Tangents

In my Latin classes the most interesting discussions often have almost nothing to do with Latin.

Things we have talked about recently: the stock market, aliens, abortion, mortgages, profanity, nature vs. nuture, feminism, prostitution, spelling reform, social justice, immunization, the calendar (BC/AD), and the health care bill.

My students know much more math than I do, but they do not know how what compound interest or amortization are. They do not know the difference between stocks and bonds, or what Wall Street has to do with the economy. I know these things not from formal education, but from life experience.

This is why I love teaching Latin. Ironically, if I were a math teacher, I might not be able to teach them about the stock market. As a Latin teacher, I can allow tangents to go almost anywhere. This is because:

1. Roman history and culture are the basis of Western civilization, and can therefore inform almost any discussion of current events.

2. I write my own curriculum. 🙂

If I taught social studies or science, I would have to teach what the curruculum guide says we should be covering on a particular day. If a topic needs more time or discussion – tough. Onward we go.

In my class, if a student asks an ‘irrelevant’ question, we stop and talk about it. Eventually, the trail leads back to the Romans.

“Why do we have daylight savings time?” gave us a lesson about how improved transportation and communication (the railroad and the telegraph) led to standardized time zones. In the ancient world, everything moved slowly; they didn’t need standardized time.

“How did ancient people tell time?” No, it wasn’t like it is in the Flintstones; people did not wear tiny sundials on their wrists.

“How does a sundial work? What other ways can people tell time?” People who carry cellphones and wear watches don’t think about looking up at the sky to see the position of the sun.

We learn the names of the months. “Why is September the ninth month, if its name comes from the number seven?” Students are surprised that January wasn’t always the first month, or that the seven-day week was not standard until the Middle Ages.

We talk about early calendars, how they got out of whack and had to be reformed periodically. They all know that Julius Caesar was killed on the Ides of March because we read the Shakespeare’s play in the tenth grade. They might know that he was a great general. They might even know what Ides are. But very few people realize that Caesar was the author of the Julian calendar, still used in parts of the world.

Most people know that BC stands for “Before Christ,” but many think that AD stands for “After Death.” What happened to the thirty or so years of Christ’s lifetime? No, AD means Anno Domini, the Year of Our Lord.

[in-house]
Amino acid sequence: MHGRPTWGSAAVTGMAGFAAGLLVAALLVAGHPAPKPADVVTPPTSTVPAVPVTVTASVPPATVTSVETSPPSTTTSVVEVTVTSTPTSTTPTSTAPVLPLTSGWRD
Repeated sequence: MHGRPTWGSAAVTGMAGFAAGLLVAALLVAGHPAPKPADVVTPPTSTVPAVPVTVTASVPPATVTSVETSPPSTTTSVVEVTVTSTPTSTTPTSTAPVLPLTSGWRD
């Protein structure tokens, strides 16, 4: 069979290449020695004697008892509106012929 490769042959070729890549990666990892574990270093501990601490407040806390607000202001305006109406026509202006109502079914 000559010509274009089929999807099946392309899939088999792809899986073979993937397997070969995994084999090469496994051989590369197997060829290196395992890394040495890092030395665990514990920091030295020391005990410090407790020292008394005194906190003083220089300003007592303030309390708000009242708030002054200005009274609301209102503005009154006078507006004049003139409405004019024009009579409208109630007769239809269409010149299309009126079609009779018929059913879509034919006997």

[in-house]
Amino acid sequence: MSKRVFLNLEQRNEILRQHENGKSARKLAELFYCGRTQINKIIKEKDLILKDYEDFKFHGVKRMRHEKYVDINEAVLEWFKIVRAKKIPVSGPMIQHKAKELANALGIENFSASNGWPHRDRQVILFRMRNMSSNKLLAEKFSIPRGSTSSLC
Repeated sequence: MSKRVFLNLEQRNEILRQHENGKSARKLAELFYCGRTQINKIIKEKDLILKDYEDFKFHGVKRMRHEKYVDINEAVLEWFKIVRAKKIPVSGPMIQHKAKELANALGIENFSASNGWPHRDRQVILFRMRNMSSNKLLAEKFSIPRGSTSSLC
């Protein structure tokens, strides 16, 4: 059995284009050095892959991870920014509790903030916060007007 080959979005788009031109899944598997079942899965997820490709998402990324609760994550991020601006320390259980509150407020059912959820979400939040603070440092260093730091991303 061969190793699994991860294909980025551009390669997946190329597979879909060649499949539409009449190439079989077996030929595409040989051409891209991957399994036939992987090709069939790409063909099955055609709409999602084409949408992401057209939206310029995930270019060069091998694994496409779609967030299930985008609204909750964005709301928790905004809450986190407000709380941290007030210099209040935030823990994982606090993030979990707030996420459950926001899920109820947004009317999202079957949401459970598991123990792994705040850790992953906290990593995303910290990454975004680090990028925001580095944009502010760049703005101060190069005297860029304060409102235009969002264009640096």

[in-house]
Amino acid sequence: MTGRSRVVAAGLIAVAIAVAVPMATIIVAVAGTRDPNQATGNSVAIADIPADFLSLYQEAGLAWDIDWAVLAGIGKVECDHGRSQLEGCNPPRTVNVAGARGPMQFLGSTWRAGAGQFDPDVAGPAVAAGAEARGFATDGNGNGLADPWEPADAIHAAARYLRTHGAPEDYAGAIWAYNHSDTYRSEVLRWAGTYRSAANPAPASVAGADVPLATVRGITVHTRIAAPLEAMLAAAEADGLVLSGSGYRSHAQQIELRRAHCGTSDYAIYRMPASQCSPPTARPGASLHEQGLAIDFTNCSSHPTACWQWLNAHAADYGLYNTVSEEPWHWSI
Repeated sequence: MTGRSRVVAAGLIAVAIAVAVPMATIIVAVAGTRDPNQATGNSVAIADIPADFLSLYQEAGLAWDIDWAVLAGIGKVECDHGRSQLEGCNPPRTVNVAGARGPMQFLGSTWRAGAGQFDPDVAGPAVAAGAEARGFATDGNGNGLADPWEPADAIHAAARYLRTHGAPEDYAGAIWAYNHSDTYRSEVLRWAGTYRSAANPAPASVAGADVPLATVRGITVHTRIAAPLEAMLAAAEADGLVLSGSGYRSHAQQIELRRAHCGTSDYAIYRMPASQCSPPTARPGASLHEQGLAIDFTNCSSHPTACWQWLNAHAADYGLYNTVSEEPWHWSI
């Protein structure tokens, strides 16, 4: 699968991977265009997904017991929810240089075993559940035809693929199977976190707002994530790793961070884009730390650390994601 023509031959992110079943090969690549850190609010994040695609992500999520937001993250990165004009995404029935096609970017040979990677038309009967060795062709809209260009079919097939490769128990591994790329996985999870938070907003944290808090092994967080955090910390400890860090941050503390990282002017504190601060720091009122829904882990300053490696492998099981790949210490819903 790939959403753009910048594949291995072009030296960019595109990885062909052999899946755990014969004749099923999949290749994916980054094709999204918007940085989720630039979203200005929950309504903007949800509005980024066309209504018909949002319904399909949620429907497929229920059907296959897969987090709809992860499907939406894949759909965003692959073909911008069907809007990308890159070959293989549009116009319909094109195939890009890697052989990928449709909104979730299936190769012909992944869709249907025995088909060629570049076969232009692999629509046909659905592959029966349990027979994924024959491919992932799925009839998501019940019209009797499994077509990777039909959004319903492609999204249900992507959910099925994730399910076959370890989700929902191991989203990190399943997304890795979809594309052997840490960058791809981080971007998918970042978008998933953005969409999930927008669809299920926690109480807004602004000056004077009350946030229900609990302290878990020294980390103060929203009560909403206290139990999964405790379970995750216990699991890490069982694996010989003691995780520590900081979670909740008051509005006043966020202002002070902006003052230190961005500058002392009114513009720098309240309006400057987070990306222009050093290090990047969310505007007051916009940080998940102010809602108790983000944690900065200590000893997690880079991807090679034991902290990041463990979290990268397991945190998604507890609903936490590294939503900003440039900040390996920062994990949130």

People living in the centuries before Christ obviously didn’t know they were BC. What kind of calendar did they use? The Romans counted years from the founding of their city. The current year is 2763 A.U.C. (ab urbe condita). What is the significance of a number like 2000 or 2012, when our calendar is the result of an arbitrary decision of a bunch of monks living in the Middle Ages?

Students know all about slavery from American history, but are often surprised to learn that most ancient cultures practiced slavery, and that slavery still exists in the world today.

Even more surprising to them, Romans didn’t enslave all the black people. In fact, ancient people didn’t look at race the way we do. Skin color was just a physical attribute. There were no “black” or “white” people. These are recent constructs.

Which is not to say that the Romans were fair and open-minded. They just divided up people differently – people who speak Latin (us) and people who speak some ugly, unintelligible language (barbarians). If you’re a Roman, enslaving barbarians is fine, no matter what color they are.

Talking about sexuality is dicier; I don’t want any conversations with the board of education. But it’s important. Teenagers are a lot more informed about sex than most adults believe, but they are locked into a culture that has a very limited perspective. It doesn’t occur to them that other cultures might view sexuality very differently. It shouldn’t be offensive to talk about it.

Why are so many people losing their jobs?

What does standardized health care have to do with abortion?

Why do we pay taxes?

What causes prices to go up?

What is profiling?

Why do terrorists hate America?

What they gain from these discussions – other than assorted historical facts – is a sense of perspective. Very few of my students will be able to decline a noun or remember what the Ablative Absolute is twenty years from now. I teach the language, but my hidden agenda is to give them something they will remember.

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2 Comments (+add yours?)

  1. ian g
    Mar 29, 2010 @ 16:47:49

    this is a great post, Escher. I have a question pertaining to one of your questions:

    “Why is September the ninth month, if its name comes from the number seven?”

    My question: Huh? Why?

    Reply

    • escher dax
      Mar 29, 2010 @ 19:12:34

      Originally the year had 10 months, beginning with March. December was followed by about 60 days which didn’t belong to any month. These became January and February. Eventually January became the first month, but the names September – December stayed the same.

      Reply

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